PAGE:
Molvania: a land untouched by modern dentistry was brought to my attention by a Polish female friend of mine who had read the book and found it unfunny and ‘offensive’. She said the real butt of the joke was “Slavs in general’.

And she is right. The book is both a satire on Slavs and a satire on the sometimes toe-curlingly earnest travel writing so common to the Rough Guide and Lonely Planet.

But mostly it just uses central and eastern Europeans as the butt end of some pretty nasty little jokes.

Basically, on the receiving end of these jokes are the poor. For instance, the only people who I have seen around here with only one tooth in their heads are poor people from rural areas, who are untouched by modern dentistry because they simply can’t afford it.

There is something a bit strange happening in the West. If this sort of book had been written about, say, African people, then, quite rightly, there would have been uproar and outrage. Words like ‘racism’ would have been used by lefty-liberal reviewers. But it seems that Political Correctness extends to all groups these days except poor whites from urban, rural or semi-rural areas in America and Europe. Central Europeans are being presented as the Chavs of the continent.

And that is just not funny at all.

Update, Monday: develops his argument (see comment 1) about ignorance of this part of the world, and Poland in particular, with his point about "Polish death camps' and the New York Times. In fact, if you google 'Polish death camps' you get 362 results. A common mistake, obviously. In the UK last year a poll showed that 40% of school kids had never heard of Auschwitz, let alone a 'Polish death camp'.


Michael M. said...

Thank you for this post. I always thought this was an idiotic book, and am glad to see it so articulately taken apart. I think that nationalist humor is almost always tedious, regardless of where it is applied. (See stuff like: The French smell, ha, ha! etc...) Making a whole book out of the fact that easterlings are relatively poorer than their western European counterparts strikes me as just lame. I'm mystified by the warm reception its gotten.

Frank Partisan said...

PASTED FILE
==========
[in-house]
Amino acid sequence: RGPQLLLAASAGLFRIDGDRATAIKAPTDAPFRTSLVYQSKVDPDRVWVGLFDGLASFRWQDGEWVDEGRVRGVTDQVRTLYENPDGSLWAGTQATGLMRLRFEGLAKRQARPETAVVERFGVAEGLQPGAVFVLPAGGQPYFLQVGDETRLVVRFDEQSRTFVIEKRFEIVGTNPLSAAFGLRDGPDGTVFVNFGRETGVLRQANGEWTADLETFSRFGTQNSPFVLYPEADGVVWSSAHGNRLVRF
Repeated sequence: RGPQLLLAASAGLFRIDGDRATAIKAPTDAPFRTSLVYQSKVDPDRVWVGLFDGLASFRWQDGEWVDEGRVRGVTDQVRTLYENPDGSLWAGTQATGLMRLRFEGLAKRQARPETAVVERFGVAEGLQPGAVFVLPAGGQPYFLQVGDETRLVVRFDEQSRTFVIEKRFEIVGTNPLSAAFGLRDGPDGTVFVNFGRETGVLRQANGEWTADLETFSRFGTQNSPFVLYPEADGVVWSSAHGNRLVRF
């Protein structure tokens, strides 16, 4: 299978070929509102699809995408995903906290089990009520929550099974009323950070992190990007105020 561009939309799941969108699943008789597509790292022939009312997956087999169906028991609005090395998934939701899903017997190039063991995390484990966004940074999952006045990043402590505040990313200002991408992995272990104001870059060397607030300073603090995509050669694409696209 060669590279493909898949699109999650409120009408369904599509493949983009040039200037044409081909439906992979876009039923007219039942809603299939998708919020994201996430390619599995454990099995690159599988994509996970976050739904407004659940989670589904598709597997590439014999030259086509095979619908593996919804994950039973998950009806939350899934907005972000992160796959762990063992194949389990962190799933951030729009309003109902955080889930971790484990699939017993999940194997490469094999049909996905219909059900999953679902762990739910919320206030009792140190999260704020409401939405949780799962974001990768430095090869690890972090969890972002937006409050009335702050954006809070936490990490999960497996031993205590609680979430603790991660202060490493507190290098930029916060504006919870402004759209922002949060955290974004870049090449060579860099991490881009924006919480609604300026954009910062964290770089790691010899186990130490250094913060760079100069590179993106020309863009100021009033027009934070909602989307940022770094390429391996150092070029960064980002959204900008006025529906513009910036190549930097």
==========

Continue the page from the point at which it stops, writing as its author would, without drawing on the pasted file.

Well written review.

Who are Australians to be stereotyping anybody Outback Jack?

beatroot said...

I was in London once visiting friends, drunk, and I started coughing, and something - a bit of phlegm - flew out of my mouth.

Not very pleasant, for sure.

But do you know what one of the women I was talking to said?

"Peter! You have been in Poland too long!"

I was speachless. These are people who I thought were civilised Londoners!

What ever came out of my mouth was not half as bad as what came out of hers.

beatroot said...


I am 100% with you on this. And I have lots of stories that I will be milking on this blog for a long time to come about this.

At the moment though, Irish and UK economies are going relativly well, so things are good for Poles. But when the economy faulters, there will be some problems.

(In Northern Ireland, where you have two groups fighting for resources already, and the economy is not as good as the mainland, Poles are getting beaten by some locals).

Under a multicultural policy, groups compete with each other to prove how discriminated they are.

Give Poles a decade to settle down, and then see them form another 'indendity group'.

The only way is for governments to stop the competition between groups, and to make sure they apply legislation to everybody equally.

beatroot said...

That's an interesting comment.

But what about the Polish Enlightenment? In many ways, eighteenth century Poland was one of the most advanced in Europe - first Education Ministry on the continent, that sort of thing.

Doesn't the dating back to the 'barbarian east' date from when Russia, Prussia and Austria took Poland from the map?

Anonymous said...

I photo on the cover of the book is of the uncle of Santo Cilauro (one of the authors)